In this tutorial I will introduce you to the benefits and features of a Wacom Tablet. You will find this tutorial especially useful if you are planning to get a Wacom Intuos or Wacom Graphire in the near future.
Following is my graphic tablet wisdom, as collected through my 15 years as a professional illustrator:
Choosing the right Wacom tablet model and size:
Choosing a tablet model and size that best fits your needs should be your first priority. Fortunately, it’s fairly easy to figure out which one will get you the most bang for the money.
If you are a home user interested in retouching photos and creating simple graphics for personal projects, I’d go for a Graphire 4 6×8. Very affordable and it comes with great bundled software : Photoshop Elements 3 and Corel Painter Essentials 2 to mention the most useful ones. The Graphire is available is 4×5, 6×8 sizes and three colors: white, silver and metallic blue.
If you are not a professional in the world of computer graphics yet but are interested in becoming one soon or eventually, you can invest in quality instead of quantity (size). I suggest you go for an Intuos. Start with a smaller model: Wacom Intuos 3 4×6 or 6×8.
Bigger is not necessarily better. After all, you can always upgrade to a larger one later on if you need to. I prefer the smaller size tablet myself, having had a 9×12 for several years I found it too big and requiring too sweeping arm movements so I have recently down-graded to a 6×8. It works just as good as the larger one, even with a 22” monitor.
Larger size tablets are best suited for artists used to large sweeping arm motions and for CAD users and technical illustrators. As for the model, I would go for an Intuos 3. They are more expensive than the Graphire model, but come with double the pressure sensitivity, better pen, better bundled software, programmable ExpressKeys and touch strip buttons and a definitely sleeker look. The Intuos pen tablets come in 6 different sizes: 4×6, 6×8, 6×11, 9×12, 12×19, 12×12 . If you work with multiple monitors, then you might consider the 6×11 wide-format model.
Needless to say, I strongly suggest you get a Wacom Tablet if you are serious about moving your creativity to the next level. Whether you are a budding digital artist, a graphics designer looking for faster production times, a traditional illustrator looking to add digital tools to your skill set, a professional photographer equipped with a digital camera who regularly uses Photoshop to retouch and adjust photos, there is a Wacom Tablet that will fit your needs. Of course you could mouse to create digital art (heck.. I did so for many years before upgrading to a tablet myself) but with a tablet you can transfer your artistic skill to the digital realm and cut your production considerably and have more time to be creative.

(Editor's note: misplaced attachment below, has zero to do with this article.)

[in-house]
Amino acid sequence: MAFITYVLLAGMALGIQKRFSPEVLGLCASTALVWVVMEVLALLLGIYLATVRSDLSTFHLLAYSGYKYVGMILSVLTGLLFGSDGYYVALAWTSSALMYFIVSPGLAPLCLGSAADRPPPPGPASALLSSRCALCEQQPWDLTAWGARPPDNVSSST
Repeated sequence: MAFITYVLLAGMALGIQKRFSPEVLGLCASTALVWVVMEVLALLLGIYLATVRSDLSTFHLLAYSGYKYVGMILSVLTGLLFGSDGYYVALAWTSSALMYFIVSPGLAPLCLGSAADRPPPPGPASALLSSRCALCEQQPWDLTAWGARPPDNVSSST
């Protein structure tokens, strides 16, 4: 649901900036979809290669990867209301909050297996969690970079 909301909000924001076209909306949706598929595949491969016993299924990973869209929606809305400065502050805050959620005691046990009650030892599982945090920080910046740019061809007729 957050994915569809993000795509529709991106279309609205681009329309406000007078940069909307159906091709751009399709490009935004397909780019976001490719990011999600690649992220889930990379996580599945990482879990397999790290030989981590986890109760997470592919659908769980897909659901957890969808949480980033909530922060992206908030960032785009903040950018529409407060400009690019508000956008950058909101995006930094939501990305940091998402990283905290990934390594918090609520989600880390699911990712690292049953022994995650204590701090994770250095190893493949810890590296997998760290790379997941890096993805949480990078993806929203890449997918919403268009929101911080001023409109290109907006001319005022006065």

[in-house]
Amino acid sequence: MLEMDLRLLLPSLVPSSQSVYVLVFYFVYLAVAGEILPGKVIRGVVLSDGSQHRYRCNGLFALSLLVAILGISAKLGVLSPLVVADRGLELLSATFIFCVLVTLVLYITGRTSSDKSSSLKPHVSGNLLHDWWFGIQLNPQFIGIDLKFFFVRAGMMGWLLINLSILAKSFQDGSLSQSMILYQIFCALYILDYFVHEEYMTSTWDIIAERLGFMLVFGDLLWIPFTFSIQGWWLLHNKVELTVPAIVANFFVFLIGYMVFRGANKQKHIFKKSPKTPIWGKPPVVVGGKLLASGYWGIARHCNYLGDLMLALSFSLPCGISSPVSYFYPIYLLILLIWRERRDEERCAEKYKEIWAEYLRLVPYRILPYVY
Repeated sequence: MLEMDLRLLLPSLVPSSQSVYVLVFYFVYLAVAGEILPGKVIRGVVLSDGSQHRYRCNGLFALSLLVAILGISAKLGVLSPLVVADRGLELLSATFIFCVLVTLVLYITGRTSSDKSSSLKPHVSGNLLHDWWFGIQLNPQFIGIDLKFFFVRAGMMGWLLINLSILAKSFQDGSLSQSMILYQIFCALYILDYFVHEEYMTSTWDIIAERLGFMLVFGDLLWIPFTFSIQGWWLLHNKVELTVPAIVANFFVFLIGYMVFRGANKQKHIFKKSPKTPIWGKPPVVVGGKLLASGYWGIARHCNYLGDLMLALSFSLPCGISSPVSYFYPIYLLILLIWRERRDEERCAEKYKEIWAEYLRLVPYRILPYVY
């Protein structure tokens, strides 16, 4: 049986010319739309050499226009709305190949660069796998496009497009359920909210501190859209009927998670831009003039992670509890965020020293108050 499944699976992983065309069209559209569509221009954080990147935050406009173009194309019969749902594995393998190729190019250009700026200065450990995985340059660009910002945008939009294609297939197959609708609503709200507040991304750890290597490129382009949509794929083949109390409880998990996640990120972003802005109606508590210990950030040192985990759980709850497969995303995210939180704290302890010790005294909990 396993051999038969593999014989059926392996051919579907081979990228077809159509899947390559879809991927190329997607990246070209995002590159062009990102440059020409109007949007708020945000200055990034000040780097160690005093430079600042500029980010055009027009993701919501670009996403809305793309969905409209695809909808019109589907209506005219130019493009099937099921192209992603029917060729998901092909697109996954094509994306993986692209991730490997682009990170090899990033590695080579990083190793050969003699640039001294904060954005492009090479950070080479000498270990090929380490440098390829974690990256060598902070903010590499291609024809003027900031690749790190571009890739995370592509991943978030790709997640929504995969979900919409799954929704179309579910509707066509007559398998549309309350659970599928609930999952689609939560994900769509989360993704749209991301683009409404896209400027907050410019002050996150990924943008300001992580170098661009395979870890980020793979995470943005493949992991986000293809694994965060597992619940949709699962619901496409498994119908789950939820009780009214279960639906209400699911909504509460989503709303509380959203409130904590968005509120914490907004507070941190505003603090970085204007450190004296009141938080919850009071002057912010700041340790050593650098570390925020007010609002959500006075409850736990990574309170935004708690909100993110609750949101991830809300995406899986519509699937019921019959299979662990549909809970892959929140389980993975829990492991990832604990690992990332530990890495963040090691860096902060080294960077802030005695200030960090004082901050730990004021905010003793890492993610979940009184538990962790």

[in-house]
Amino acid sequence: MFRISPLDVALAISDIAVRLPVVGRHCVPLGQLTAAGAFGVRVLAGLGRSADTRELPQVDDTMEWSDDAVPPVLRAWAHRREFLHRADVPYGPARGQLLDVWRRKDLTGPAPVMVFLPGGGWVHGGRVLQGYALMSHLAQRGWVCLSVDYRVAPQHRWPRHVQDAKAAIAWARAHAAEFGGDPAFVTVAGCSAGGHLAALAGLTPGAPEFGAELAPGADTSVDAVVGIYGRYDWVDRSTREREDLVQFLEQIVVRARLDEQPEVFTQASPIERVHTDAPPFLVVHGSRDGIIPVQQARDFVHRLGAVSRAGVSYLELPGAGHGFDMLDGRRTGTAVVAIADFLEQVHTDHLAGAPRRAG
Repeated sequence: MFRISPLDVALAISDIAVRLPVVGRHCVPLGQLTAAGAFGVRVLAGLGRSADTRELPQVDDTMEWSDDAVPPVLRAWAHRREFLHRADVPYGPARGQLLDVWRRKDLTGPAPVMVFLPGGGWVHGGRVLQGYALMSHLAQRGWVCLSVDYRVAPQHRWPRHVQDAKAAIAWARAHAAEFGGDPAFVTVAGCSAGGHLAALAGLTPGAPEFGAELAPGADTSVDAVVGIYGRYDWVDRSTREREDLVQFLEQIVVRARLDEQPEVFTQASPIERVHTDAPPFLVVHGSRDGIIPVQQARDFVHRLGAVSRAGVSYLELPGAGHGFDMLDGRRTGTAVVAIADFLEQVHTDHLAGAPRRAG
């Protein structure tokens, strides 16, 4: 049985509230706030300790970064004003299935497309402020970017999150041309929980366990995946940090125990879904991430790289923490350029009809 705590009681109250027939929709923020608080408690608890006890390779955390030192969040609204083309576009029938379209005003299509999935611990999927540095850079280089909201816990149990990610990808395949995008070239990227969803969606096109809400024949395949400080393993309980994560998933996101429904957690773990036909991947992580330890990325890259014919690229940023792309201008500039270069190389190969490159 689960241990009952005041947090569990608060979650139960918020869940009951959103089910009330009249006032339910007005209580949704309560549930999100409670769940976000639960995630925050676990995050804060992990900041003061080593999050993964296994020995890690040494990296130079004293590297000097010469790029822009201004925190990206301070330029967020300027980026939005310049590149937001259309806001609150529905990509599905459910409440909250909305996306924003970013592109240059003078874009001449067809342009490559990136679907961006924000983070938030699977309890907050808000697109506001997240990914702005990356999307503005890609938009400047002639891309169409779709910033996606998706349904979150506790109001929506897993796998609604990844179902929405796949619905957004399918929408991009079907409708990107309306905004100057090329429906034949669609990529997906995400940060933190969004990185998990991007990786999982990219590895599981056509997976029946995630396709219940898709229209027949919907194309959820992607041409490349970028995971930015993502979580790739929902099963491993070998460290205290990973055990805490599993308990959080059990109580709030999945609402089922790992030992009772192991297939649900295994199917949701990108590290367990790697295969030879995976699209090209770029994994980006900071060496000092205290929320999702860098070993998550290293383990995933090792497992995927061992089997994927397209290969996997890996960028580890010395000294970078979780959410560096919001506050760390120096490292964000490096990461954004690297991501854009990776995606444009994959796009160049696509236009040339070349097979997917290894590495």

Choosing a graphic editing software:
Photoshop Elements is bundled with both the Wacom Graphire and Intuos 3 models. The only difference is that the Intuos line comes with Elements 4 and the Graphire line with Elements 3. Photoshop Elements has a solid set of tools and functionality that makes it ideal to retouch and manipulate photos (the software includes most of the same layers functionality of the full version of Photoshop) and when paired with a tablet it becomes a powerful, albeit inexpensive, graphic tool. I have used it to create logos, banners and other general graphic designs.
Photoshop and Corel painter are the perfect tools to pair with a tablet. Both softwares allow you to design your own brushes where you can apply the pen pressure sensitivity, use tilt and direction controls toward several brush parameters to obtain almost endless combinations.
For more complex work that needs to be prepared for print you will need the full version of Photoshop for its support of CMYK color, incredible set of web-design features, extensive brush customization controls and much more. From direct experience, CS2 is the best version of Photoshop so far. CS 3 is coming out soon but I am not sure it’s worth the upgrade price as the new features are not a huge leap forward unless you need precision measuring tools.
Outside of the Adobe family of products, you can find Paint Shop Pro. PSP is a solid alternative to Photoshop. I know several professionals in the comic book industry who use Paint Shop Pro regularly for their work. Also, it’s price is accessible to the average home-user, so it’s definitely worth a look.
Using the tablet instead of the mouse :
It’s fairly easy to get used to using the pen in place of the mouse. In fact most of the time, I prefer to do so. But in order for that to be comfortable, stick to a smaller sized tablet or customize the tablet to use a smaller surface area so you do not need to move your arm that much to reach for menus and icons on your screen.
Also, Wacom tablets come with a very precise mouse, only disadvantage is that it only works on the tablet surface. I would keep using a regular optical mouse and relegate the mouse that comes with the tablet as a backup.
I hope you have found this introduction to Wacom Tablet useful!
Next, I will post the first of a long series of articles full of tips and tricks to get the best out of your Tablet and Photoshop.